Firefighters were making good progress fighting the 1,158-acre Palisades Fire on Tuesday, May 18, four days after the blaze was first reported burning late in the evening of Friday, May 14.
The fire is located in the Santa Monica Mountains between the Los Angeles neighborhood of Pacific Palisades and Topanga, and as of Tuesday was 32 percent contained and had not burned any homes in either neighborhood. One injury was reported—a firefighter suffered what was described by Los Angeles Fire Chief Ralph Terrazas as a “minor” eye injury.
Two of Topanga’s evacuation zones had been under mandatory evacuation from Saturday night until Monday evening, but residents were eventually permitted to return; Topanga Canyon Boulevard remained open only to local residents carrying IDs until 1 p.m. Tuesday.
The fire, which is reported burning in dry brush that has not seen a fire in decades—“as long as 75 years,” according to Terrazas—has been largely fuel-driven (as opposed to the Santa Ana wind-driven Woolsey Fire of 2018). But, unlike recent local blazes such as Woolsey, which began with a sparking utility wire, the fire was started by a suspected arsonist who was bent on starting a brush fire in the hills.
On Monday morning, Terrazas said during a press briefing at the staging area on Will Rogers State Beach that a suspect had been apprehended.
That suspect, later identified by LA City Fire Department (LAFD) Captain/PIO Erik Scott as Ramon Rodriguez Flores (who also goes by Ramon Santos Rodriguez), age 48, has been charged with violating section 451(c) of the California Penal Code of Arson of Forest Land. After being apprehended, Flores was transported to a nearby hospital to be treated for symptoms related to smoke inhalation.
“On Saturday morning, LAFD helicopter pilots observed an adult male moving around in the brush along a steep hillside near the fire,” a statement provided by Scott detailed. “The Los Angeles Police Department air patrol was dispatched to monitor the individual. Officers from the West Los Angeles Community Police Station kept watch on the ground while the air support division provided eyes in the sky. During an aerial observation, the tactical flight officer witnessed the individual ignite multiple additional fires.”
It would be another day before the suspect was detained.
“Arson investigators from LAFD requested the assistance of specialized deputies from the Los Angeles County Sheriff’s Department Emergency Services Detail to locate and apprehend the alleged suspect within the rugged terrain,” the statement continued. “Deputies were lowered into the brush to begin their search. Because the fires were growing rapidly, deputies were forced to retreat.” The following morning, a private security guard noticed the suspect emerging from the brush and notified authorities; Flores, whose address is listed as “transient,” was detained soon thereafter, scarcely 36 hours after his alleged arson.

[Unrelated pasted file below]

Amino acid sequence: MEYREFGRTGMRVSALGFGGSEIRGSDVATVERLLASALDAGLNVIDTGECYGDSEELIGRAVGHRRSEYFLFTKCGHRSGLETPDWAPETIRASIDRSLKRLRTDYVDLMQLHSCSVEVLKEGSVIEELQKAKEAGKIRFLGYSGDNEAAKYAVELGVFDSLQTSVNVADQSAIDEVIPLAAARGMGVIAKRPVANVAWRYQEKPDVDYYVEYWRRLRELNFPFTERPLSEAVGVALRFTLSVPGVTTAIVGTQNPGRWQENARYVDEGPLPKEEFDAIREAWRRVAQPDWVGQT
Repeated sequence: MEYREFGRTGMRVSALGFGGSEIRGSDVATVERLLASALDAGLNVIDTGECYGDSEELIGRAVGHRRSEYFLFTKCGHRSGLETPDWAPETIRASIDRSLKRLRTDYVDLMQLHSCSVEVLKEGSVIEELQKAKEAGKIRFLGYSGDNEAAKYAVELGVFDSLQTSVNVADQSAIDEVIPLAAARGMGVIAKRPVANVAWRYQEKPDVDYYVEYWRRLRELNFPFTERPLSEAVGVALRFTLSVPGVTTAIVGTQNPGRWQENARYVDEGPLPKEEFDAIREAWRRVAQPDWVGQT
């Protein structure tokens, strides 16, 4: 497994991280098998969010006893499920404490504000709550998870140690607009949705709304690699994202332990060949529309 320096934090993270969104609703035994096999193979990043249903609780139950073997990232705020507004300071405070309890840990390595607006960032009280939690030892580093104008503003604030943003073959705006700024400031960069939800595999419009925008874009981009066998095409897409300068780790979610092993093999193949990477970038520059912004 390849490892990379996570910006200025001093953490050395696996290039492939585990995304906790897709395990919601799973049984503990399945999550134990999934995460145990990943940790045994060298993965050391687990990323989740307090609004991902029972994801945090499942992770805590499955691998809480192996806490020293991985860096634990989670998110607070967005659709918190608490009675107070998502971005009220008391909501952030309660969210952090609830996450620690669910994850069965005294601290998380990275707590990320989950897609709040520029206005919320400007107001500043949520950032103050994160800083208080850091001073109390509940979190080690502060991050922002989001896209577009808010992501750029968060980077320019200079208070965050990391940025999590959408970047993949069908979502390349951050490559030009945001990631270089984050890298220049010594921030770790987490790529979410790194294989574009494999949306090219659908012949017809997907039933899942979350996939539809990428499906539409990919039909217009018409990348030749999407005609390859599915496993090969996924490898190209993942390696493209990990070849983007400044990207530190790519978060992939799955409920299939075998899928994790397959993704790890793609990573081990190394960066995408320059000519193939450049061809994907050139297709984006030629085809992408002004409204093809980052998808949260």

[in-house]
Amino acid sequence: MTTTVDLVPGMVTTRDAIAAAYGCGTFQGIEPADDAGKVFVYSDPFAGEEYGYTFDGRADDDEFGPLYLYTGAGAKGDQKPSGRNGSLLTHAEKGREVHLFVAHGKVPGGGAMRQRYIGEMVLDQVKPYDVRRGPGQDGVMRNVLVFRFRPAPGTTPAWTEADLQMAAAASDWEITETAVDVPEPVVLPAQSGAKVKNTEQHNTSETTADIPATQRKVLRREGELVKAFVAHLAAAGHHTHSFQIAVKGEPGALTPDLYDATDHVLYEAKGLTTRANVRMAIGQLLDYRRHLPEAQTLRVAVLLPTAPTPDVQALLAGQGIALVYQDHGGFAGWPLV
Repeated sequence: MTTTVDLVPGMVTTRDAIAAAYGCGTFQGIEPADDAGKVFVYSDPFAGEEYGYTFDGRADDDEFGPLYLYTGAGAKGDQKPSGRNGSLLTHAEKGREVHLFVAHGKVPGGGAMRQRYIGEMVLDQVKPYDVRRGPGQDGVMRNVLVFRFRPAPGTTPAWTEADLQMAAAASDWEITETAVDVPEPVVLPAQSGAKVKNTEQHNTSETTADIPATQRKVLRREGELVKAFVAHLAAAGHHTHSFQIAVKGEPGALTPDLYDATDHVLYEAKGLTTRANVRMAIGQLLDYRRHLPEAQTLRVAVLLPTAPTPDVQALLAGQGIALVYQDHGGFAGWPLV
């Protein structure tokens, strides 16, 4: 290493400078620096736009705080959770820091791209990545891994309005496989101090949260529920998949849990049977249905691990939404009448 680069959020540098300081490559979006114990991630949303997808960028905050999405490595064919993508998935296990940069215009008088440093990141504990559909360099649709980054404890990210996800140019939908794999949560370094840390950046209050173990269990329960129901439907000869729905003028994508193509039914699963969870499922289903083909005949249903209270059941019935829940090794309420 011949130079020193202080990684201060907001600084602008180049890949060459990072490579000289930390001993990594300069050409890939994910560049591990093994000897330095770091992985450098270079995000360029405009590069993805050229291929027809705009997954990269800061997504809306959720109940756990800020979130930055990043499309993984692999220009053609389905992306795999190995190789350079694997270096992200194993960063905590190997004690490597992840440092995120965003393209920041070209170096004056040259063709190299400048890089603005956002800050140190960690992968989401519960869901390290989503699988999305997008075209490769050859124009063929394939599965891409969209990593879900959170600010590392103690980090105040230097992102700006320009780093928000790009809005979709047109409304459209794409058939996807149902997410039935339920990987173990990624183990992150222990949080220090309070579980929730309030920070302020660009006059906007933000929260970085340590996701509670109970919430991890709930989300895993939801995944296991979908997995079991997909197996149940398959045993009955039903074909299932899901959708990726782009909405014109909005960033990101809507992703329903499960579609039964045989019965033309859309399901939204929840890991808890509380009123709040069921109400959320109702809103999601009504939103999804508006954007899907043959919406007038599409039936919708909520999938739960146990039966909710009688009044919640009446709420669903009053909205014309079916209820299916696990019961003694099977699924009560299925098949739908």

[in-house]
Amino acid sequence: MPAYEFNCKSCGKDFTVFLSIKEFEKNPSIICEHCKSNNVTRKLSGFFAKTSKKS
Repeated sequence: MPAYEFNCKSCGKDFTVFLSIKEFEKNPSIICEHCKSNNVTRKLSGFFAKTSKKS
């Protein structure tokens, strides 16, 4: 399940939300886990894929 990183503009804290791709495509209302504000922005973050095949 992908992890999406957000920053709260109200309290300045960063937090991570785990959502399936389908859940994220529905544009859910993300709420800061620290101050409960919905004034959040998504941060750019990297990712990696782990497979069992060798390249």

Unfortunately, the arrest was made more difficult by rapidly spreading misinformation, which was propagated by fringe news blogs, social media pages and even the Citizen App, a smartphone application that broadcasts police scanner data and encourages people to share footage of crimes, accidents and emergencies in real time by recording incidents on their cellphones. Citizen even broadcast a $30,000 reward for information leading to the arrest of the (wrong) suspect. All of this misinformation pointed to one man, whom LA County officials had already determined was not the suspect.
Citizen App later said the reward was a “mistake.”
“We publicly posted the photo and offered a cash reward for information without formal coordination with the appropriate agencies,” the Citizen app’s response read. “Once we realized this error, we immediately retracted the photo and reward offer. We are actively working to improve our internal processes to ensure this does not occur again. This was a mistake we are taking very seriously.”
Homeless-related fires have become a growing concern as homelesses-related issues continue to confound local elected officials and municipalities. However, according to reporting from LA Times City Hall reporter David Zahniser, Los Angeles City Council Member Mike Bonin rebuked a fellow councilman for emphasizing Flores’ status as an unhoused Angeleno.
“Arson is a crime committed by an individual, and not by a person’s housing status,” Bonin told Council Member Joe Buscaino, according to Zahniser. “Suggesting the suspect’s housing status is a contributing factor to crime is irresponsible … I cannot recall a public official or the media ever highlighting that a fire was set by, or a crime was committed by, a housed individual, although most are. This was not an encampment fire; it was arson.”